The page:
In the select menu, I have added some popular currencies and set their values to be their corresponding currency codes. A similar approach has been taken for both base and convertedCurrency rows.

The following two images depict how your code should look like at this point:

Now that our HTML page is ready, we can start stylising and making it visually attractive. I have used a Google Font, Poppins, you can find the link to the same towards the end of the article. I have added all the contents of the container inside a flexbox and aligned the contents to centre both horizontally and vertically. 

The styling is pretty basic and does not require any further explanation. Your CSS stylesheet should look like the following image:

How to connect our application with Fixer API?

We will be utilising XML HTTP requests to fetch data using the Fixer API and then integrating the same to our application. The steps to do the same are:

Step 1: Declare the variables

Declare variables for your API key, a variable which fetches the input area of the base currency and a variable which fetches the input area of the converted currency. 

Step 2: Create a new HTTP request

Create a new variable, you can name it anything I have named it xmlhtpp to clearly specify the function of our variable. The XMLHttpRequest() function has been utilised dynamically and has been assigned to our variable. 

Step 3: Create a URL

The URL from which we have to fetch our data for currency conversion contains parameters of the base currency code and to be currency code in the link itself. Notice that these variables will change based on the options being selected by the user and hence it is logical to concatenate the URL string with variables instead of pre-defined words. You can also replace the access key with the API_KEY variable by using concatenation.

Step 4: Send a request to the API

Now utilise the xmlhttp.open() function to specify what is being requested from the API. We have to specify three parameters in this function – first is the method to be used, second is the URL from which the data has to be fetched and the third is async which is set to true if it is asynchronous. We are using the GET method and passing in our URL and true as the other parameters.  After this, use xmlhttp.send() function to send the request to the API.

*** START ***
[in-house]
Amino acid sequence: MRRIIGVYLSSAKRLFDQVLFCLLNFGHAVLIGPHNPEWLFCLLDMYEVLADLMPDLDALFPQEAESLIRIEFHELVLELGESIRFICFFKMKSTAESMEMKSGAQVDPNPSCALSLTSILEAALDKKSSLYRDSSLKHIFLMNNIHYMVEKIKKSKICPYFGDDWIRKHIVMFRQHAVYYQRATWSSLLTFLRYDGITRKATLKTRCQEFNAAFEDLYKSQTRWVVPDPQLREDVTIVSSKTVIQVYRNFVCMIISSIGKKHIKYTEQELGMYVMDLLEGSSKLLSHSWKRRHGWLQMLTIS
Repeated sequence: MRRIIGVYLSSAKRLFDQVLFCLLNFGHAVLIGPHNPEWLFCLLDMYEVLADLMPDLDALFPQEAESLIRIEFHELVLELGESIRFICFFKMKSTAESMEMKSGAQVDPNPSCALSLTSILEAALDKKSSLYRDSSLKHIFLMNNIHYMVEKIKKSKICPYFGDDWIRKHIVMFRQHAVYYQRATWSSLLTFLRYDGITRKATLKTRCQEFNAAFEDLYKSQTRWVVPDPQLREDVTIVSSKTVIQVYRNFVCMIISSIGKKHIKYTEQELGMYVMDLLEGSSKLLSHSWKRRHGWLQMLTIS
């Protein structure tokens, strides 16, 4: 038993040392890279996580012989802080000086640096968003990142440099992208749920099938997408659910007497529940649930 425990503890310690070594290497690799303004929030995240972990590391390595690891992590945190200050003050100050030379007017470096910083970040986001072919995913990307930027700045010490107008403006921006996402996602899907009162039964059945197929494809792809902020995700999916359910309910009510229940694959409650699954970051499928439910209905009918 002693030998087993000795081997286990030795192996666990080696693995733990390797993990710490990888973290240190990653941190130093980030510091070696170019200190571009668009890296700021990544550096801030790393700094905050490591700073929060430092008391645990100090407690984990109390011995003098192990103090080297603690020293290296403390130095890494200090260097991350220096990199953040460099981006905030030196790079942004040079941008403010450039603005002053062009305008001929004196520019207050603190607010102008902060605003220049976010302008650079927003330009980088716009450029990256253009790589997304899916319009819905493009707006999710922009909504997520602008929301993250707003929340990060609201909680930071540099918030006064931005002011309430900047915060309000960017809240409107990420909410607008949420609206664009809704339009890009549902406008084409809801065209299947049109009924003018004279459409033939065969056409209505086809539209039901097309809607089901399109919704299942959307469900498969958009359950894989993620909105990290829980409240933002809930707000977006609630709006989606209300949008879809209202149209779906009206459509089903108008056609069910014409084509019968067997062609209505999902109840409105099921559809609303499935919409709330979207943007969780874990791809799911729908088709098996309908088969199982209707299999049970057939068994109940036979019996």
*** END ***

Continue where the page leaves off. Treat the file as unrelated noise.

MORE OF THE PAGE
Step 5: Utilise the data received

After the data is received from the API, the state changes and hence we have to perform our calculations and modifications following the same. The ready state 4 signifies that the process/operation is completed and status 200 specifies that the HTTP request has succeeded. 

You can store the data received in a variable using xmlhttp.responseText. Remember that the data that is being received from the API is received in a single but extremely long string format and to use it as per your convenience you need to convert it to a JavaScript object first. To do so, JSON.parse() function is used. 

The data received from the API is the current rate of the currency and we need to convert it to the cost of one unit. We calculate the same by dividing the rate of to be converted currency by the base currency and then we multiply the result with the amount to be converted and display it on our page. 

Finally, this is how our script will look like: 

Useful Links
Fixer API official website: https://fixer.io/
Currency Codes: https://www.iban.com/currency-codes
Poppins Font: https://fonts.google.com/specimen/Poppins

Happy Learning with Coding Ninjas and through our insightful blogs.

By Pooja Gera